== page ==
Kyūshū is the most southerly of the main islands. The largest cities are Fukuoka and Kumamoto. The Ryukyu Islands are part of Kyūshū. One of the largest of the Ryukyu Islands is Okinawa, an island of Volcanic origins. Of all the islands, the Ryukyu/Okinawa are the most culturally dectinct because of its relatively recent incorporation into Japan by samuris (17th century). It was the closeness of Okinawa to Kyūshū that invited the Jaopanese invasion. Even after the Japanese invasion, considerable cultural autonomy continued. Its soutern location made it a target of the United States in the Pacific War. Just as the closeness to Kyūshū invited the Japanese invasion in the 17th century, it also invited the American invasion (20th century). The result was an apocolyptic World War II battle, the last major battle of the War.
Although located off the coast of China, south of Japan, China took little interest in Okinawa and the oter Ryukyu islands. The Ryukyu Islands were not united and either Okinawa itself was not united under any centralized rule. Okinawa consisted of small farming and fishing villages with no centralized political organization.
The period from the 12-17th century is known as "Ko Ryukyu" or "Ancient Okinawa". Local nobels called "Aji", began to expand their fiefdoms and fighting each other. They began building "Gusuku", stone fortresses (14th century). After two centuries of struggle, tree Aji dominated the island. This era is referred to as Sanzan jidai (period of Three Kingdoms). It was the Sho dynasty from central Okinawa that finall unified the island.
Okinawa under the Sho was a small, but prosperous kingdom. It was officially a vassal state of China, but China exerted littlecontrol. The island was located on trade routes between north Asia (northern China and Japan) and southeastern Asia. Okinawa also had a very valuable resource--sulfur. This was a necessary ingredient of gun powder. This prosperity declined with the arrival of Westeners (16th century). The Westerners brough products from southeastvAsia as well as products such as hand guns and artillery pidces. As a result, Okinawa declined as a trading and maritime supply center.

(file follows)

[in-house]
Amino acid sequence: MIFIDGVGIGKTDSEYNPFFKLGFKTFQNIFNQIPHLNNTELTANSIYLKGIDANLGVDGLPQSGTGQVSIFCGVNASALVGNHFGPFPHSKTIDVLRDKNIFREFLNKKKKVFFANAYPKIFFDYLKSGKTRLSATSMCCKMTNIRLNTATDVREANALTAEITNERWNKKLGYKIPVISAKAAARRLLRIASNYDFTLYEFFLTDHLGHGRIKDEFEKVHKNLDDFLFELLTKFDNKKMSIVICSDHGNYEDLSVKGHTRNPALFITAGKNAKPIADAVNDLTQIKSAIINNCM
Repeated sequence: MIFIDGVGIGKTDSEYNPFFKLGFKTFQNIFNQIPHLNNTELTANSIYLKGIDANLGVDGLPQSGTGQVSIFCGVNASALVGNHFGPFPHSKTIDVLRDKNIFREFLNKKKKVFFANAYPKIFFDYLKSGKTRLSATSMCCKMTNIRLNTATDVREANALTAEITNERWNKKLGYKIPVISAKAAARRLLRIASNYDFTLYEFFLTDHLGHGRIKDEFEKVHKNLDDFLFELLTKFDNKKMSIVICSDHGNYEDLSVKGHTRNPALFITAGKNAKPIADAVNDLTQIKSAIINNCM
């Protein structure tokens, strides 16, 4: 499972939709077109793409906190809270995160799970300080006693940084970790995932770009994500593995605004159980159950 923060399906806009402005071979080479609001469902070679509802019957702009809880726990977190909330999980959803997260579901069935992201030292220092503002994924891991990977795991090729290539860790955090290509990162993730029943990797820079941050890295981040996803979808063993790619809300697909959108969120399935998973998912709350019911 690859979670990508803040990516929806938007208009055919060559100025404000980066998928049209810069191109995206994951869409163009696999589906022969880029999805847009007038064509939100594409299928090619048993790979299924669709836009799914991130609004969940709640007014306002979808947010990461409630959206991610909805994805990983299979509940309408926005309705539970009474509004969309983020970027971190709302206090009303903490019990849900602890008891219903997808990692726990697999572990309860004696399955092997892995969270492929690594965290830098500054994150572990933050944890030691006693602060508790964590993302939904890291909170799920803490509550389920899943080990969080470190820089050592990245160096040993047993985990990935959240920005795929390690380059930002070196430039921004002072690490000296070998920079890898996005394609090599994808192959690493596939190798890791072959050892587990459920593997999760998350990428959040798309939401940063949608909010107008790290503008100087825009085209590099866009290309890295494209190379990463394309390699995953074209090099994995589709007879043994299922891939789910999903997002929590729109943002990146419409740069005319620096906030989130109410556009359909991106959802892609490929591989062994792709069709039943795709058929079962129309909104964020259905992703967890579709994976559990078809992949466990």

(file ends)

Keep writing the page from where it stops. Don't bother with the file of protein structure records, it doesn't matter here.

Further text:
Sho Okinawa was not an important military power. Two centuries of peace meant that the island had little military skill. Japan on the other hand had become a martial society. The civil war with embroiled Japan for over a century, mean that Japan and its faed samuris had developed a warrior culture. Danyo Shimazu from southern Kyushu invaded Okinawa (1609). The islanders surrendered after only 3 days. Shimazu ws concerned about offending China. He administered the island as a protectorate. The Japanese conquest ended what is known as "Ko Ryukyu". The period from Danyo Shimazu's invasion (1609) until the suppression of the Oknawa kingdom (1879) s called "Late Okinawa".
Japanese occupation had some benefits. Japan wa a more advanced country. Soicial and economic life was better orgnized. Superstions like socery were supressed. An important Okinawan reformer was Haneji Choshu. He promoted a restrained life style and education to resist Shimazu culturally. Under the Tokugawa Shoigunate, Okinawa like Japan itself was closed to Westerners, with the exception of a limited Dutch trade. This was the Japanese policy of "Sakoku" or "National seclusion policy". There were contacts with Chinese and Koreans.
The United States dispatched Commodore Perry and a squadron of four naval vessels to open Japan (1853). The United States was interested in both trade a support base for its north Pacific whaking fleet. Before the incident at Tokyo Bay, Perry first called at Okinawa. Perry realized that no matter how powerful this squadron, he could not conquer Japan with it. So he cconceived of a plan to take occupy Okinawa if the Shogun refused his demands to open the country. The Shogun decided, however, that resisting the Westeerners was futile. Under the Kanagawa Treaty, four ports were opened to the United States.
Similar treaties with Britain, France, and Russia followed.
The Western opening of Japan exposed the weakness of the Tokugawa Shogunate. This destabilized the Japanese feudal feudal system over which the Shogun precided. A civil war followed between forced supporting the Shogun and the Emperor.